Unlike most other backpacker twig stoves, the Solo stove is double walled construction. The outside will not get hot enough to create a risk of starting a forest fire. No burning embers will drop through to the ground. So it is not necessary to find a large rock or other inflammable surface to set the stove on (I have a folding rocket type twig stove with a grated bottom that can only be used on rock surfaces).
This won't beat my Zebco propane burner top for speed or ease of use. But at 8 oz versus 3lbs it is certainly more packable and you won't run out of fuel or have an equipment failure.
A couple of hints for for real world backpack cooking:
1. Always use a wind shield. Make one from three 18-24 inch metal rods and some heavy duty aluminum foil. This is bigger, lighter and cheaper than buying the manufactured ones. This is strongly recommended with all types of stoves.
2. The best fire starter is a cotton ball wiped in Vaseline petroleum jelly. It will start from a single good spark and burn 3 - 5 minutes. Plus, you only add a couple of ounces to your backpack counting the striker.
77 comments| 52 people found this helpful. Was this review helpful to you?YesNoReport abuse
on April 18, 2012
I just received my Solo Stove from amazon and couldn't be happier. The thing does everything it's supposed to do and more. Let me start by saying that there was an address issue on my end and my stove got returned. The fine people at Solo Stove mailed it back to me as soon as they received it. Their customer service is top notch!

As for the stove itself, it's really easy to use and reduces twigs to basically nothing. Once you get it going good it will dry out and burn moist sticks as well. I was able to boil 2 cups of water in well under 10 minutes which is nice. I was also amazed at how well it meshed with my current system. I have been using a GSI Soloist and a mini trangia alcohol stove for my outings but really wanted a stove that I could gather fuel instead of carry it. The Solo Stove is perfect for the job. It fits right down into my GSI pot and the trangia fits inside of it so now I have dual stove capability when backpacking with barely any extra weight. I don't have to carry the windscreen or the pot stand for my alcohol stove anymore either because it fits down inside the Solo Stove.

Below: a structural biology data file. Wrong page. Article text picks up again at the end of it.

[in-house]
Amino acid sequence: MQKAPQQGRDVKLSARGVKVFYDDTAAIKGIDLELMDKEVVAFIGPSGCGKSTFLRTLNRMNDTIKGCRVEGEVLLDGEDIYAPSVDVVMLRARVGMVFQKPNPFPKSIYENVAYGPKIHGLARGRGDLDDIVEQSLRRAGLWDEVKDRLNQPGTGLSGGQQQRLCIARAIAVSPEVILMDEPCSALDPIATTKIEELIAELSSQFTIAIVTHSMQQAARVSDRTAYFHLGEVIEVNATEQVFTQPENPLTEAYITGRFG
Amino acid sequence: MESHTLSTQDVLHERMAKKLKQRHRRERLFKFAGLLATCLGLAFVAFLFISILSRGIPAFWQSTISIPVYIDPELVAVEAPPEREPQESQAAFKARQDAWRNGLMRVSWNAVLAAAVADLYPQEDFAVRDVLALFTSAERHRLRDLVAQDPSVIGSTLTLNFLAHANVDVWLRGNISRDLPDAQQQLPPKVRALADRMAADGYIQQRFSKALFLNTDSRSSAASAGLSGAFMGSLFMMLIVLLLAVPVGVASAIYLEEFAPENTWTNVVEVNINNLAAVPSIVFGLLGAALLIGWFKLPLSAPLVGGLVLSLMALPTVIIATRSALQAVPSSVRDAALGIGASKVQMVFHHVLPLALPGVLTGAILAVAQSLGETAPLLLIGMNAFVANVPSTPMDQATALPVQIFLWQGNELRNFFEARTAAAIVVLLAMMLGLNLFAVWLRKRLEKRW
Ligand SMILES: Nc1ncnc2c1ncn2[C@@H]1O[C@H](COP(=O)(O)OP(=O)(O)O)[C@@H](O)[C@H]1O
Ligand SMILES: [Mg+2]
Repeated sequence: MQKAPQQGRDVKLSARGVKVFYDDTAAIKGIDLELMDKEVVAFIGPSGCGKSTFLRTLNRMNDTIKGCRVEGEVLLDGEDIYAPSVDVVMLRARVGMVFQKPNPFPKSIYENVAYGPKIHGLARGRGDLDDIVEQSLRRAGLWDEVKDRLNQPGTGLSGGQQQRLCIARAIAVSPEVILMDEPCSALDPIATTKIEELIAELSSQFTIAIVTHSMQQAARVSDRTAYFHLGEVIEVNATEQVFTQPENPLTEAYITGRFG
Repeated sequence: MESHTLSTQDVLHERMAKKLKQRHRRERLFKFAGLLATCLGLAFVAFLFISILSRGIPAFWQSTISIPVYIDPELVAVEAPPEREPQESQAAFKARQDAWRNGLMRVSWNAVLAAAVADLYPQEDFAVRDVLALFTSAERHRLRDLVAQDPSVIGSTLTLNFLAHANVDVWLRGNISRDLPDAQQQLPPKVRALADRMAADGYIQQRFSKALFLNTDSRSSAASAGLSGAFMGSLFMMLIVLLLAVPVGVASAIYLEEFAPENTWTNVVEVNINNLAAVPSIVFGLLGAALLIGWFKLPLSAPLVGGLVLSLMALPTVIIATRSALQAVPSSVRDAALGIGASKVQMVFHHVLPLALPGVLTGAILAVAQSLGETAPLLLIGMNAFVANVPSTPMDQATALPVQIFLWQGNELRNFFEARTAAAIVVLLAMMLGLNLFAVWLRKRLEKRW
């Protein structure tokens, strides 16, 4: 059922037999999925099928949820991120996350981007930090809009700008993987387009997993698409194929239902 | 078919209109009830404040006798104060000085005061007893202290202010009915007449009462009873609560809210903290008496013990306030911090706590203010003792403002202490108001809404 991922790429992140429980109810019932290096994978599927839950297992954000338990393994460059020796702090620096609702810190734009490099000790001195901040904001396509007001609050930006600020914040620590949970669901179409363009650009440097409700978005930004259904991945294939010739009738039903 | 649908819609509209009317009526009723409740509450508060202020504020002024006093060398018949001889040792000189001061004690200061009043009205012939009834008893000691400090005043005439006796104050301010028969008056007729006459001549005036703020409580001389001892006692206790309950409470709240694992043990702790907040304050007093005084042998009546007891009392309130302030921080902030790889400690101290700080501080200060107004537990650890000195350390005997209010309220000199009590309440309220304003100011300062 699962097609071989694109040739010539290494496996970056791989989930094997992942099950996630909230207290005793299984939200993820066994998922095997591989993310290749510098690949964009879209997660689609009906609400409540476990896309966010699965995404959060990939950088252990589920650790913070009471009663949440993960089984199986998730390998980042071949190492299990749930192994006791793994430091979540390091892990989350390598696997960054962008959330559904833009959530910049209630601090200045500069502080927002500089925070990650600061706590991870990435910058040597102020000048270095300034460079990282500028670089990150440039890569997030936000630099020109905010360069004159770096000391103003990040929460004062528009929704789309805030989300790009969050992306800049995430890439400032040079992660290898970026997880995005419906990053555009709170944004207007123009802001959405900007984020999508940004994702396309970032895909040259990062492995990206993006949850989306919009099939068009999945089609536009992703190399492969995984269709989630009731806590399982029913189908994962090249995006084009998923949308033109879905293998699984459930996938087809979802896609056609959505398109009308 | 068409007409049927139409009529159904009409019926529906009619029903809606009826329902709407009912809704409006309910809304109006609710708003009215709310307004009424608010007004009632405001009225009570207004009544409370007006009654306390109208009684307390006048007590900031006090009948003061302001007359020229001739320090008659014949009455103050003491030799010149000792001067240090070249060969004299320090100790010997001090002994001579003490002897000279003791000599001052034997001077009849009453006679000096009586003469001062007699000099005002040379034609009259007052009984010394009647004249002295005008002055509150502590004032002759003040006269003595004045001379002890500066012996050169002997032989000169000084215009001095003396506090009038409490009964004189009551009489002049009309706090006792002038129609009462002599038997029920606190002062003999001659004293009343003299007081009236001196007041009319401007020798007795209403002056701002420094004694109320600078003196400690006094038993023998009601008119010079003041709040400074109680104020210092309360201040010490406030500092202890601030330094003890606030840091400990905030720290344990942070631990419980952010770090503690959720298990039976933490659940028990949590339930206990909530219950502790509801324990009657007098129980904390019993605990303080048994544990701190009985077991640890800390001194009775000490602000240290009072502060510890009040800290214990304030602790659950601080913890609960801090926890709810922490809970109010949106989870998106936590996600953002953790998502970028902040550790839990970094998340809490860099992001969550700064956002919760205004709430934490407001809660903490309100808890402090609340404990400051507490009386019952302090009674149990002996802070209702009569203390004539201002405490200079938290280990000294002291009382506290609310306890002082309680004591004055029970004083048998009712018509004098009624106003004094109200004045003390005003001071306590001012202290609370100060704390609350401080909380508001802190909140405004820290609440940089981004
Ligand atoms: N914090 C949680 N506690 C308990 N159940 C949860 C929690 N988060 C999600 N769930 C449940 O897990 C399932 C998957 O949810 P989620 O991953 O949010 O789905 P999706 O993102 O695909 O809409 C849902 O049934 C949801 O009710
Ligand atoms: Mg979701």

The value of this stove can't be beaten either. Comparable stoves sell for well over 100 dollars and aren't made to the quality that this one is. This stove is as solid as they come and still very light weight. I am very happy with my purchase and recommend it highly.
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on May 12, 2015
This fits in side my Esbit cook pot with the little frying pan lid like it was custom made. My alcohol stove fits neatly inside of the wood stove, and replaces my windscreen. I've only tested this at home but I have been very impressed. It just takes a few leaves and twigs to boil enough water for coffee or dehydrated meals, and things that need longer cook times are now on my menu.
I tried starting a fire with wet wood and leaves and found that a solid fuel tab will get a fire going and after it's going, wet sticks burn without much trouble. Cotton balls dipped in Vaseline work well, too.

I used this for a month on the Appalachian Trail. It was great not having to carry fuel. During a long period of heavy rain, finding fuel was impossible. I just flipped the stove over and burnt fuel tabs with the windscreen for coffee and meals. I used cotton balls soaked in Vaseline or those cheap little Coghlan's fuel tab/firestarters (two dozen for four bucks) to get a fire started in a reasonable time. The little fuel tabs come in very handy both for fire starting and as an alternative fuel source.
Soot on my cook pot wasn't much of a problem as I kept the cook set in a mesh bag.
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on September 24, 2016
I have used a MSR pocket rocket for over a decade and was interested in an alternative approach as I am tired of trying to figure out just how much fuel is left in the 4 partially-used canisters I have laying around. After doing a bit of research, I stumbled across the Solo Stove. I did a lot of research and it seemed like a good stove at a good price.